Carnival Pride Cruise Review by Andy Davies: Carnival Pride - Mexican Riviera
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Carnival Pride - Mexican Riviera
As first-timers (newbies, neophyte cruisers, etc.), my wife and I decided that a cruise would make for a nice honeymoon after being married recently. Even though we live in San Diego, we opted for the Carnival Pride based upon its Sunday sailings, rather than wait a couple more days and sail out of San Diego on its sister ship, the Carnival Spirit. It was a very good decision! Here are some observations from a first-time cruiser:
EMBARKATION: Though a bit confusing at first, the general traffic flow does move passengers through the Long Beach terminal reasonably well. Do not be intimidated by the long line snaking out of the domed terminal building, back toward the Queen's Village shops. Once inside, the line splits into two security lines and then -- after the security check, both pass into the check-in lobby. **TIP** Save time (as we did) with Carnival's online "Fun Pass" pre-clearance processing. Once checked in, it is just matter of a couple of minutes to walk onto the More ship. Allow one hour to check in.
Initial IMPRESSIONS: The first thing that struck me was how spotlessly CLEAN the ship was. Ship staff work very hard to keep things cleaned up, washed down, polished, etc. From the housekeeping staff to the wait staff others, I never saw stray litter, cigarette butts nor any other debris in public places. Clean, clean clean...cleaner than Disneyland!!! Also, Carnival earns a huge measures of credit for their corporate culture that fosters a sense of pride and genuine friendliness amongst the entire Carnival Pride staff and officers. The politeness and cheerfulness were not forced, but very genuine -- like being a member of the family.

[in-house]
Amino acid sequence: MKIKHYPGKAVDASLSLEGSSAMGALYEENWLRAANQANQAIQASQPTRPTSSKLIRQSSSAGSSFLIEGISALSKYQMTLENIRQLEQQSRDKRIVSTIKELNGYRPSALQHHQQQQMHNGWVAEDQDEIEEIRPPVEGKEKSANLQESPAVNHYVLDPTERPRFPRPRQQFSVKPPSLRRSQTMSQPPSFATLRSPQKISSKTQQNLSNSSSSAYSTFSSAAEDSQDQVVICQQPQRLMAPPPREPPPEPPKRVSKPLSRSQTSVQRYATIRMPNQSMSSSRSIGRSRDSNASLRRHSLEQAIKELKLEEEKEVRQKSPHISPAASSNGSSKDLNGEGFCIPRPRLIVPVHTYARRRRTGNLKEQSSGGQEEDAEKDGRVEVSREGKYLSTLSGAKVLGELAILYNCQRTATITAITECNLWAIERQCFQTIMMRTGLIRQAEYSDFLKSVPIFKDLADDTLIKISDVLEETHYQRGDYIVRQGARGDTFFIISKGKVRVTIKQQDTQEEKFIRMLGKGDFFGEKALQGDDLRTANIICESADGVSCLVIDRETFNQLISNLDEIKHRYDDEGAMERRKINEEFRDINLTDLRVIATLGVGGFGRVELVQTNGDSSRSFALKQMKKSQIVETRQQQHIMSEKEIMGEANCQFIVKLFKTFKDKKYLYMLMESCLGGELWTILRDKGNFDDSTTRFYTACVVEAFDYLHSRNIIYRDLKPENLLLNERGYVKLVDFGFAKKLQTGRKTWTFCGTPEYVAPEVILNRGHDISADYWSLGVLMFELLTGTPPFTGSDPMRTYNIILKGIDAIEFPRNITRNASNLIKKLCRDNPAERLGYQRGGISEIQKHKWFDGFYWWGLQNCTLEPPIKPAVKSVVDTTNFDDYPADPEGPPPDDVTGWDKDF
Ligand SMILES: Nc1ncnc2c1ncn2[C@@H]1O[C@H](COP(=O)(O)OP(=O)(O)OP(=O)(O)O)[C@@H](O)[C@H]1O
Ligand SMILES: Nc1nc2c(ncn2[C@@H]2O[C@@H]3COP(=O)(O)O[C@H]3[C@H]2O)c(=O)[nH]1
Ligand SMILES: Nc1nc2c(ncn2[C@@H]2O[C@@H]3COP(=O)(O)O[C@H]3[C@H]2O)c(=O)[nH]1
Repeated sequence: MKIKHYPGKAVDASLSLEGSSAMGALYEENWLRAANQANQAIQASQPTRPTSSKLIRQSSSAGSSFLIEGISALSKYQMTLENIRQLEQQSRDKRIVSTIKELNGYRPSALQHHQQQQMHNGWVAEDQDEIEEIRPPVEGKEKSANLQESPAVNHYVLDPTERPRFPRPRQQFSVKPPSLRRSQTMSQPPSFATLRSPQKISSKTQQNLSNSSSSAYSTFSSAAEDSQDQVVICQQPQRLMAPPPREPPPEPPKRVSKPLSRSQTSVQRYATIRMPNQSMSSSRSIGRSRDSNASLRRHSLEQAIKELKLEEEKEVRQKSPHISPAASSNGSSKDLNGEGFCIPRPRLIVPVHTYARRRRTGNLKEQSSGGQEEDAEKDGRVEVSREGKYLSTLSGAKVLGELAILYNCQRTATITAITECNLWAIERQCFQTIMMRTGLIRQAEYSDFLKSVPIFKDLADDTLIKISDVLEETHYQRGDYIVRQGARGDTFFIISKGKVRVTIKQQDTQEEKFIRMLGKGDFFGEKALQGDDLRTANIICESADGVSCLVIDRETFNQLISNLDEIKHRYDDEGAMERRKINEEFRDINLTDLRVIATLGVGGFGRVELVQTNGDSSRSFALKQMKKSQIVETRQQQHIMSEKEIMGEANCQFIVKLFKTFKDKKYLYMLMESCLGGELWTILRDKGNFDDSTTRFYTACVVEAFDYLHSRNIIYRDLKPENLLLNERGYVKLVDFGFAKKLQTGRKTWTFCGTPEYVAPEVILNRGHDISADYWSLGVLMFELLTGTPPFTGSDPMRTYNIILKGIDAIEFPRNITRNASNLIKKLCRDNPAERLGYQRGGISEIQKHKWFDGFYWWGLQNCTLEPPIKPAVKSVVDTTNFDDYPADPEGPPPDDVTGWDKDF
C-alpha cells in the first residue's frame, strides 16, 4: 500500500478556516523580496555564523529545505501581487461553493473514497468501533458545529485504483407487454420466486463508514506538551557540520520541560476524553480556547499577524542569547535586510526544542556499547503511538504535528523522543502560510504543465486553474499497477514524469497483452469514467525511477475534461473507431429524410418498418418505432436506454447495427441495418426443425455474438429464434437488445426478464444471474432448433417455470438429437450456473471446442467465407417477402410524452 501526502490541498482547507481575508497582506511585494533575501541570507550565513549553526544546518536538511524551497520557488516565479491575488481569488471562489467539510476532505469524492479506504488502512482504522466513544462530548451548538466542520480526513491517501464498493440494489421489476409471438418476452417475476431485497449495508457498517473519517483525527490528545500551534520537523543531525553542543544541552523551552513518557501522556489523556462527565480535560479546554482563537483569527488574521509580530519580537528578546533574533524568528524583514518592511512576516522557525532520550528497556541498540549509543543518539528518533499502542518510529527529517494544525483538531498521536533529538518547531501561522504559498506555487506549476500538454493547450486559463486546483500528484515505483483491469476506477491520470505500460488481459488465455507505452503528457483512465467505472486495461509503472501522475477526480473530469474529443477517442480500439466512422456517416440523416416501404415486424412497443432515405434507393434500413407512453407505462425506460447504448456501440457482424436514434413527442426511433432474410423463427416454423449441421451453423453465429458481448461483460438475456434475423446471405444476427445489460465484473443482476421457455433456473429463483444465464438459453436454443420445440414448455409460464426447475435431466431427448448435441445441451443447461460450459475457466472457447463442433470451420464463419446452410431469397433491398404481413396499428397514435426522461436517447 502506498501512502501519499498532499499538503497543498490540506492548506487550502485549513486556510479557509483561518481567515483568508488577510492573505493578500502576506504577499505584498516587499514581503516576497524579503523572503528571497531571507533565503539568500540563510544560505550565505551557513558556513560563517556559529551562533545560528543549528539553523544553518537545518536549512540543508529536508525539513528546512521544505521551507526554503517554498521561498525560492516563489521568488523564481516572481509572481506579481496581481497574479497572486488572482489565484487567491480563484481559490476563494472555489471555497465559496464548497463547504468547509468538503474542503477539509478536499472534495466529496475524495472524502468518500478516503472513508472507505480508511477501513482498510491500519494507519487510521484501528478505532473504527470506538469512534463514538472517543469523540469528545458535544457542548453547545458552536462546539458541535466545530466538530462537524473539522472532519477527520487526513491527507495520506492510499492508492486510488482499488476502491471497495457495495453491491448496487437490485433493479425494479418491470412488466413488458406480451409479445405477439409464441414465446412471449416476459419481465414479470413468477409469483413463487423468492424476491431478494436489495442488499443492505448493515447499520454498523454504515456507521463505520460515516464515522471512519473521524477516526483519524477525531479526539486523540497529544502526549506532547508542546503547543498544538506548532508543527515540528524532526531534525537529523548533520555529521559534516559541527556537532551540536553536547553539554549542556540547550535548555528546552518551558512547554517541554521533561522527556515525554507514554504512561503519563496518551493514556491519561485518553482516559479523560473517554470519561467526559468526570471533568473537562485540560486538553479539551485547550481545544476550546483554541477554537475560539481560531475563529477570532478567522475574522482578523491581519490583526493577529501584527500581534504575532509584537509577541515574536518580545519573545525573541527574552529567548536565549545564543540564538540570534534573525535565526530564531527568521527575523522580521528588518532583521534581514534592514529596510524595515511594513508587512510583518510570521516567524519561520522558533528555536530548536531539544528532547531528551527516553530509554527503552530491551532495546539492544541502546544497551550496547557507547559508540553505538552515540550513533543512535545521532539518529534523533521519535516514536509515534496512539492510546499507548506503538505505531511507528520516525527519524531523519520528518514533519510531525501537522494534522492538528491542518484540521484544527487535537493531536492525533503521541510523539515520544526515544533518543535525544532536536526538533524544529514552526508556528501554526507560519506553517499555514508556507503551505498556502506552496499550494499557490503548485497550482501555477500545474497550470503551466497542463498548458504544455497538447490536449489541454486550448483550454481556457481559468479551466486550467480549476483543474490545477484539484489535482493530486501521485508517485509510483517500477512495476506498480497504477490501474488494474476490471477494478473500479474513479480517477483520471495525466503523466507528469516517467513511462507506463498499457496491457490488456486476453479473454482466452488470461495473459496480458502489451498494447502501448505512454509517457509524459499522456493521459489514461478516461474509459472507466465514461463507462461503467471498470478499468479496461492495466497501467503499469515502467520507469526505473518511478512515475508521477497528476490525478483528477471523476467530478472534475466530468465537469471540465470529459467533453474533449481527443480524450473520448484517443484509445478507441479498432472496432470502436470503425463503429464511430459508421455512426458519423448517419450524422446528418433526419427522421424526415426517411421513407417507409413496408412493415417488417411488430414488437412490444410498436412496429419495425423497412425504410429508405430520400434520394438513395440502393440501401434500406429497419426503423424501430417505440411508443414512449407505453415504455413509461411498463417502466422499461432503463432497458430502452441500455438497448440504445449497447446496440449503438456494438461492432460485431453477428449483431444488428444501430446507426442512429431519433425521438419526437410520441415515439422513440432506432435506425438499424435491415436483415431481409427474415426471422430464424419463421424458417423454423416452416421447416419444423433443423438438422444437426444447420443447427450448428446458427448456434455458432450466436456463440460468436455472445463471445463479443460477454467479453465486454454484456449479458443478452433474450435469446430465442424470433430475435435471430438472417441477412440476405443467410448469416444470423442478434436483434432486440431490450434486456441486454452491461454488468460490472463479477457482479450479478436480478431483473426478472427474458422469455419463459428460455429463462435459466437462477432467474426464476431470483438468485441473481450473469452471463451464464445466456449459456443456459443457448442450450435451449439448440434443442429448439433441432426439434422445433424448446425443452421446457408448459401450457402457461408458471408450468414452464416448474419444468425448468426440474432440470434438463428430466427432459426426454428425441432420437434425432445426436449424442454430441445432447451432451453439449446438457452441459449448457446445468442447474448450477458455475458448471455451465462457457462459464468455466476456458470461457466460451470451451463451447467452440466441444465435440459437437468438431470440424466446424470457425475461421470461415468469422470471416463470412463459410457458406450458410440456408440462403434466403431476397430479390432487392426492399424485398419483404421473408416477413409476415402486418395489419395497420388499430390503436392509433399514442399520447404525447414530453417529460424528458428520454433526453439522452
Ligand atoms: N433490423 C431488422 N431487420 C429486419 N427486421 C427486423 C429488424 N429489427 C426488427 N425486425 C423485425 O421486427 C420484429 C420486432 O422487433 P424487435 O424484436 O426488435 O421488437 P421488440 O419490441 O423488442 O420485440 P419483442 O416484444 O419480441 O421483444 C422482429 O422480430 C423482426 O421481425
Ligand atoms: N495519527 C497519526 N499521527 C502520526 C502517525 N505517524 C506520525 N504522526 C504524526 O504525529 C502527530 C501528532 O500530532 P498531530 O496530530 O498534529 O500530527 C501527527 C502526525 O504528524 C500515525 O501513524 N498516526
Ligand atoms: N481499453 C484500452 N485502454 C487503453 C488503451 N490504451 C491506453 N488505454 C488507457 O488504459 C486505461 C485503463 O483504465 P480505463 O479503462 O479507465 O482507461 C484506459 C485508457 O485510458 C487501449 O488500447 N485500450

CRUISE DIRECTOR: Greg Kneale is a man that loves his job, and is perhaps one of the funniest persons you will ever meet. Regardless of the presentation or activity, he is very tongue-in-cheek and makes for a great emcee. If you have never met Greg, he looks like the late Senator Joseph McCarthy but sounds more like comedian John Cleese of "Monthly Python" fame. Don't miss his Travel Talk early in the week, nor the hilarious "Newlywed (Not so Newlywed) Game" on Saturday!
DINING: I want to affirm what others have written about the quality of the food, especially in the Normandie Dining Room. There are always plenty of menu options to choose from for each meal, so you will not be disappointed. Service and presentation are akin to a nicer three- or four-star restaurant. Dining room wait staff are organized into teams of a headwaiter and his or her assistant. Our wait staff team of Agapito and Emilio were exceptionally good and very attentive, cheerful and engaging. We never did dine in David's supper club, adopting the conventional wisdom of not paying extra for meals when other dining options were available at no extra charge. As for the buffets, I thought that the quality of the food was very much above-average for a buffet and not too under- or over-cooked. The buffet menu options were many.